The highs are also appropriately reduced in brightness and distance, preventing them from rushing out or breaking the harmony. Thanks to that, there is a good chance that the Andromeda will still be pleasurable even if you are sensitive to brightness. I would say that the trebles here are tuned to be shiny and transparent while keeping the sound as fatigue-free as possible. Staging is outstanding. The sound nicely spreads out towards the x,y, and z-axis, forming a sphere shape headroom with distinctive layering.





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Eartip / Cable suggestions

The stock FAD / CA eartips are also good too, though my personal best selection for the eartips is Spinfit CP360. They bring out an atmosphere that is a lot airier without getting the sound too sheer or light-weighted. Most importantly, it nicely cleans out the reverbs and makes the sound presentation a lot clearer and bolder, so I would suggest giving these eartips a try.

Andromeda is keen to work nicely with a variety of cables, so choose an aftermarket cable would depend mostly on personal taste. Gold-plated copper, for example, would tend to give stronger reverbs and larger/thicker staging. Pure silver or SPC would give more crunch to the sound and reduces the reverbs, making the sound denser, airier, and cleaner. Copper keeps a very natural tone and usually a bit warmer and relaxed than the silver ones. I have been matching a variety of cables for the Andromeda, and my two best picks are Rhapsodio Nylon Silver and Satin Audio Athena. Both provide great bass with well organized/clean upper ranges.



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Verdicts


There is no doubt that Campfire Audio has done a remarkable job creating the Andromeda. Commends that end fast are simply hypes, while the ones that last long are like letters of guarantee. I have been and still am impressed with this one. Many years have passed since Andromeda was first released yet it is still in the game and winning big time against the new competitors. Not only the performance is more than enough being up to par, Andromeda sports a sound that is very likable for many people, making it a choice that is hard to go wrong. Its well-balanced sound topped with rich, color splashes of details would make this classic flagship model worth a recommend even in the long run. If you want to know the true house signature that Campfire Audio suggests, this IS the choice you should make.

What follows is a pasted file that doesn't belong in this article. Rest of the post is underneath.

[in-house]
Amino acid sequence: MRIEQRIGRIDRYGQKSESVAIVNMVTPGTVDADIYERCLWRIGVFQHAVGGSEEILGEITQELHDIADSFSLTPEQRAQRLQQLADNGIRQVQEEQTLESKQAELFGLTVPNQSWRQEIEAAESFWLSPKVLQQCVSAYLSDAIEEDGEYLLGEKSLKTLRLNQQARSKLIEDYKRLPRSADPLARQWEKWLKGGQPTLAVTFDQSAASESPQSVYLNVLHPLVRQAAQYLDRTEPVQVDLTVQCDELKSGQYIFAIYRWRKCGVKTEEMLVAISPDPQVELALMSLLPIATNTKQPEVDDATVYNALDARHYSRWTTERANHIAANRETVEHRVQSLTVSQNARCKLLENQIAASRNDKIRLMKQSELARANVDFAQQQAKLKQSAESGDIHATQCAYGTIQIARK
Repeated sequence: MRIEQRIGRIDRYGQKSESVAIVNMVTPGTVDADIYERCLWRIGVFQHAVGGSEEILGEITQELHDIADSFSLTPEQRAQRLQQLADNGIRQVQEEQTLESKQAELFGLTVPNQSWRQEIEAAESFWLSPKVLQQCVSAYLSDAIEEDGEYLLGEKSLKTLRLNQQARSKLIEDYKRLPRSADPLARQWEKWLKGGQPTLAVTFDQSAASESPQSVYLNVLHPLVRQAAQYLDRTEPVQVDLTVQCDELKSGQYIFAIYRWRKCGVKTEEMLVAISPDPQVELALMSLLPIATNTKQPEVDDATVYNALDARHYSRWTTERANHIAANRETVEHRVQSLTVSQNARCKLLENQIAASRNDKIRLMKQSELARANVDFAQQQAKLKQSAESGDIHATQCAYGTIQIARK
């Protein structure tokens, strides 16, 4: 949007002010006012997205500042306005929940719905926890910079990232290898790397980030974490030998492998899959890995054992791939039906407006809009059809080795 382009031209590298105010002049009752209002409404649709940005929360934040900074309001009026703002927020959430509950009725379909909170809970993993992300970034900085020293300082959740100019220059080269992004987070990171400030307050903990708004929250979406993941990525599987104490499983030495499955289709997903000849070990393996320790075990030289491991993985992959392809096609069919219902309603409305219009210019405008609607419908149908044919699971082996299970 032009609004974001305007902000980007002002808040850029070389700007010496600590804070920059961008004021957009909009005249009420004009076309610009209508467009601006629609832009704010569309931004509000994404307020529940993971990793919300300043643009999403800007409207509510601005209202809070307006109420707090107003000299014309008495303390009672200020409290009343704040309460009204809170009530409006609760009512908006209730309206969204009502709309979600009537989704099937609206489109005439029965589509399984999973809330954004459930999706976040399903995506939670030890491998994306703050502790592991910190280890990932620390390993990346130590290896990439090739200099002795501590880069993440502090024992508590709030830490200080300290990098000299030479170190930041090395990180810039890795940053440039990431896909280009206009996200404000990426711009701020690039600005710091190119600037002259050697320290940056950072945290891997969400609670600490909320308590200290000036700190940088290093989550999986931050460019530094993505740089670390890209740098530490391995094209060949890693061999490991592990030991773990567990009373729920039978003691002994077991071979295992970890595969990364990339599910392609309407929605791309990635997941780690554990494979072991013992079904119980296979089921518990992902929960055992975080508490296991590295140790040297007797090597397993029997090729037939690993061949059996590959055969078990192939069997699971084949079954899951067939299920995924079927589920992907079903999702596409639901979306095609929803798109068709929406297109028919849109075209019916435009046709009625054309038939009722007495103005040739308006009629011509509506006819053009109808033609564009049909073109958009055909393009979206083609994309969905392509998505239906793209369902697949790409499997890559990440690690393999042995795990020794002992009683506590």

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Thanks to CA for providing Andromeda for an honest feedback/review.
I am not affiliated with CA and none of my words were modded or asked to be changed.

Comments

cheeseeater

100+ Head-Fier
Hi everybody. I'm looking into maybe getting the andromeda. I've narrowed it down to andromeda and the warbler prelude. Almost 2 years ago the was discussion on this thread about custom sleeves. I need customs because I need the isolation. I'm leaning forward the warbler but I'd more strongly consider the andromeda if there were a good custom sleeve option. Maybe someone here has recent experience with custom sleeves on the andromeda. I know Snugs does one but I haven't found any recent information. Anyone here using them
 

Erfan Elahi

500+ Head-Fier
Andromeda users, can any one suggest me key points to identify counterfeit Andromeda? I am buying a second hand. Will be using for the first time.
 

tlcocks

100+ Head-Fier
Hi everybody. I'm looking into maybe getting the andromeda. I've narrowed it down to andromeda and the warbler prelude. Almost 2 years ago the was discussion on this thread about custom sleeves. I need customs because I need the isolation. I'm leaning forward the warbler but I'd more strongly consider the andromeda if there were a good custom sleeve option. Maybe someone here has recent experience with custom sleeves on the andromeda. I know Snugs does one but I haven't found any recent information. Anyone here using them
Guys. I just picked these up last week. I’ve listened to every genre. From Diana krall to Def Leppard Pyromania. These phones are completely addictive sublime unbelievable. Nothing out there short of CIEM’s touches them. And yes, that includes Shure 846’s. Andromeda TRASHES them. They sound like junk in comparison.